Vikings in Youghal
The Vikings also paid a visit to Youghal, and their mark has been left on a stone slab dating to between 850 AD and 1050 AD – a Viking longboat can be faintly seen etched into the slab, which is now on display in St Mary’s church. The Annals of Youghal record that a site was first inhabited in 853 AD. The Vikings later built a fortress there and laid the foundations of a commercial sea-port.

Historic Graveyard
St. Mary’s Collegiate Church is also notable for its irregularly-shaped historic graveyard, which is situated in the north-western corner of the town walls. The names of those buried in this graveyard have been meticulously recorded in the parish records, which is a useful resource for those who would like to find more information about burials there. The earliest grave dates to 1632 and reads “Here lyeth the body of John the son of Richard Nicholas who died Febry the 25 th 1632”.
The oldest gravestone at St Mary’s Collegiate Church. Credit: Ioannis Syrigos
One of the most unusual features of this graveyard is the so-called ‘pauper’s grave’. This is a coffin-shaped recess in the town wall, which, according to tradition, was a resuable grave built to hold a coffin for burials of the poor. Those who could not afford a coffin would be placed temporarily in this one for the funerary rites. After the deceased was placed in a grave, the coffin would be brought back to the recess.
The Elaborate Tomb of Sir Richard Boyle
A stark contrast can be seen between the ‘pauper’s grave’ and the tomb of Sir Richard Boyle, which is located within the church. Boyle was an Englishman who lived between the 16 th and 17 thcenturies. He served as the Lord Treasurer of the Kingdom of Ireland, and was created Earl of Cork in 1620. Apart from being a politician, Boyle was also an entrepreneur, and he is said to have been the richest man in the known world at the time of his death in 1643. Boyle was interred in a monument that he made for himself and his family in the church. Apart from Boyle’s effigy, those of his two wives, his mother, and 9 of his 15 children may also be found on this lavish monument.

New Discoveries
St Mary’s church in Youghal continues to yield new discoveries. In 2014, a burial vault was discovered beneath the church when the floor’s subsidence was investigated during a restoration project funded by the Heritage Council of Ireland. The vault was used to inter a high-status individual / family. Apart from that, the archaeologists also uncovered evidence of subterranean flues from the 18 th century that carried heat from fires lit inside the church, as well as a system that transported water from a furnace via earthen channels.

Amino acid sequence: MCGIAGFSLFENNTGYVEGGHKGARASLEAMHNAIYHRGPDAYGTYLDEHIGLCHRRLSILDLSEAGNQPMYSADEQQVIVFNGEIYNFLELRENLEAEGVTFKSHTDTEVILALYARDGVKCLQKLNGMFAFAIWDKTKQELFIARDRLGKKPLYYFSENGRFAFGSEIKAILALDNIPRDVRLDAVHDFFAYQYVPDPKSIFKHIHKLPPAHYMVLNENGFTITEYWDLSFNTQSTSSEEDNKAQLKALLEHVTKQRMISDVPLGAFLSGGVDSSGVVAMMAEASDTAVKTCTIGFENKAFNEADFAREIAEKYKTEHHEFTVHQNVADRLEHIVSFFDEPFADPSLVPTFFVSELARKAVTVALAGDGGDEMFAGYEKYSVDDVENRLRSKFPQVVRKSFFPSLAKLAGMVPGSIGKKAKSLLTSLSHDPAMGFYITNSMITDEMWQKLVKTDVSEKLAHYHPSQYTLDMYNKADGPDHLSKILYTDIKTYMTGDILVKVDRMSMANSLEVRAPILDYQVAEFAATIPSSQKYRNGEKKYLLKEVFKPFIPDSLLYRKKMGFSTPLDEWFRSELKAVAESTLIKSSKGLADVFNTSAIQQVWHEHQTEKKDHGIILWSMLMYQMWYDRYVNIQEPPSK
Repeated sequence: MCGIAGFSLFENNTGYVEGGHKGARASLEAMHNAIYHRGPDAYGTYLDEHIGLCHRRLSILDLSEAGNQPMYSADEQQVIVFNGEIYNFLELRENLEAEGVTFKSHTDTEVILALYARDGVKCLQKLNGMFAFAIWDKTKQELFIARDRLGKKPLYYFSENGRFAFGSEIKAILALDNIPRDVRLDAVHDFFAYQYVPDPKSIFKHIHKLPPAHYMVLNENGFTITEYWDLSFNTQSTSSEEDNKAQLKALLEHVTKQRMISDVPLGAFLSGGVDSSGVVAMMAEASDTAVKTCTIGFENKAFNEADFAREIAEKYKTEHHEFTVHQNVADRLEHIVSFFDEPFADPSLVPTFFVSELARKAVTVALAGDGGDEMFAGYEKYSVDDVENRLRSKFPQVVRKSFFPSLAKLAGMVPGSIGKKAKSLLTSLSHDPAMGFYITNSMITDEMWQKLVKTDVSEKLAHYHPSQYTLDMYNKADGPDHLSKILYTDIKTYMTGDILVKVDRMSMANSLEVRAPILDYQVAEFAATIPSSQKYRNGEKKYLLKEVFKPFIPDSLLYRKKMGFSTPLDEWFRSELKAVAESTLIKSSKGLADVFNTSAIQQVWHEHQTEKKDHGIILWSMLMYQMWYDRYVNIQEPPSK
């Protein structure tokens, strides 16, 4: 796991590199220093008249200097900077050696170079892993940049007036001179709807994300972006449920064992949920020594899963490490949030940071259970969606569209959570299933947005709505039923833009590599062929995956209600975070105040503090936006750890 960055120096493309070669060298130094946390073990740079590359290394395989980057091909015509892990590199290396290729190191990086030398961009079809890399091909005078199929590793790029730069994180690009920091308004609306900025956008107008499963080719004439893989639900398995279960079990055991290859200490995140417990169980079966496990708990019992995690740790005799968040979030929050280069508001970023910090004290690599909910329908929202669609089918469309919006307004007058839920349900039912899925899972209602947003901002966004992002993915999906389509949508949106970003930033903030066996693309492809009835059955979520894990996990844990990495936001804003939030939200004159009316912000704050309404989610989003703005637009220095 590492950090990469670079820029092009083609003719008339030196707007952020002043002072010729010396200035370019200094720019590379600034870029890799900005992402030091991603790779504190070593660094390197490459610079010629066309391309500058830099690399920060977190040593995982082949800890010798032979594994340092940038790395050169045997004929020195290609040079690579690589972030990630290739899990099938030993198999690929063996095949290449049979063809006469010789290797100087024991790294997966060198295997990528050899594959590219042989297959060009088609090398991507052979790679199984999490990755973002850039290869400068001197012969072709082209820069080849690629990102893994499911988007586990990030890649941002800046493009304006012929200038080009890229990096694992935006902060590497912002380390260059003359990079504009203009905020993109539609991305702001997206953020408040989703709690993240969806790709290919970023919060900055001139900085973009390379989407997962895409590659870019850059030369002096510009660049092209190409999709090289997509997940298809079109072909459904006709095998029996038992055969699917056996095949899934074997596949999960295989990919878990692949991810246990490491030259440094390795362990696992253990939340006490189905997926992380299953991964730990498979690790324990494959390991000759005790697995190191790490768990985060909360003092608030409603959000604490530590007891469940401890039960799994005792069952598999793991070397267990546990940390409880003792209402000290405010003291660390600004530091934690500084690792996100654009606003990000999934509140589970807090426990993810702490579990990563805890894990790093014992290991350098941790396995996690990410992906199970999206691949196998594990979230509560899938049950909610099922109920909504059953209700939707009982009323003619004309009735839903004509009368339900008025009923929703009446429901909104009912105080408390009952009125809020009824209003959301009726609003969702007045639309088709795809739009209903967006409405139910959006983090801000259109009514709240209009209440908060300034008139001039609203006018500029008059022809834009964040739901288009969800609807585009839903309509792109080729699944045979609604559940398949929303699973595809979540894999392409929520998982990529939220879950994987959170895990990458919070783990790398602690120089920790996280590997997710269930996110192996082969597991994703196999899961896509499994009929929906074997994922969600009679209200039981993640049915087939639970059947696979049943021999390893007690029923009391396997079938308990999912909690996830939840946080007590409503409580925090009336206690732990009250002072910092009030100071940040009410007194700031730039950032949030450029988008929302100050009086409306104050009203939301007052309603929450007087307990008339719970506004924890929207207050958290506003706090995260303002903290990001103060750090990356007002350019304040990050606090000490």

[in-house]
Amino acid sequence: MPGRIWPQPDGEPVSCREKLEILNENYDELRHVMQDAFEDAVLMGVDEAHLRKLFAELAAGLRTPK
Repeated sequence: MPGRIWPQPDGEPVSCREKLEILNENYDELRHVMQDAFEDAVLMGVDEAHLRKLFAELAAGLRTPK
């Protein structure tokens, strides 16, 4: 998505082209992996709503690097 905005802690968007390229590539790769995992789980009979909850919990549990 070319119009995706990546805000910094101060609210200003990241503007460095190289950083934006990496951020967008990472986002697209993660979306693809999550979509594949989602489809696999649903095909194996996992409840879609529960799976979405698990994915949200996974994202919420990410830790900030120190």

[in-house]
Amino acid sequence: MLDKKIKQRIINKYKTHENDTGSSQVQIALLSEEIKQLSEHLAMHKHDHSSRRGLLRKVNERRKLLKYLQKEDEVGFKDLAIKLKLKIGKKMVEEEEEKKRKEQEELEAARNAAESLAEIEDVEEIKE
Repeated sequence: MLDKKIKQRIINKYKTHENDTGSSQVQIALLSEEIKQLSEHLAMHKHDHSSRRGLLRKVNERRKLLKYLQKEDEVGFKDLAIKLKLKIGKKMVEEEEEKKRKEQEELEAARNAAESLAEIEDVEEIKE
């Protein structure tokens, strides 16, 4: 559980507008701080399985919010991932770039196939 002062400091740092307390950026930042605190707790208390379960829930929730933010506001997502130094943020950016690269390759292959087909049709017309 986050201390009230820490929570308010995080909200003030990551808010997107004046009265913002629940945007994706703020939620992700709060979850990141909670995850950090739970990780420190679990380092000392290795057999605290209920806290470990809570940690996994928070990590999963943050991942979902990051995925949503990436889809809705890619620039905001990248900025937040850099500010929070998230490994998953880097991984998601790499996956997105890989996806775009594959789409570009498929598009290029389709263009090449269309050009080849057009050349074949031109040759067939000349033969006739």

A stone grave now on display in St Mary’s Collegiate Church. Credit: Ioannis Syrigos 
The Collegiate Church of Youghal is a building of historical importance for Ireland. It is now classified as a National Monument of Ireland and is under the care of the government, by way of a lease between the Church of Ireland Representative Church Body, and the Youghal Urban District Council.

Top image: St Mary’s Collegiate Church, Youghal. Credit: Ioannis Syrigos

By Wu Mingren

25 July 2018

New Yorkers in Viking Age Iceland

Another good article posted through Medievalists.net. The author details the early migration patterns of the Norse over the course of their history during the Viking Age, and points out the reasons why all the sagas and tales of that period are so similar, and in some cases identical - they were from the same source. (Ed.) 


New Yorkers in Viking Age Iceland

By Matthias Egeler

What is the founding date of New York? A seemingly obvious answer is: AD 1664, when the former Dutch colony of Nieuw Amsterdam gave in to the threatening guns of the English Royal Navy and was re-named after their new owner James, the Duke of York, and after the city which was his seat of power. This is, however, not the only possible answer. A less obvious but equally correct answer is: which one of them?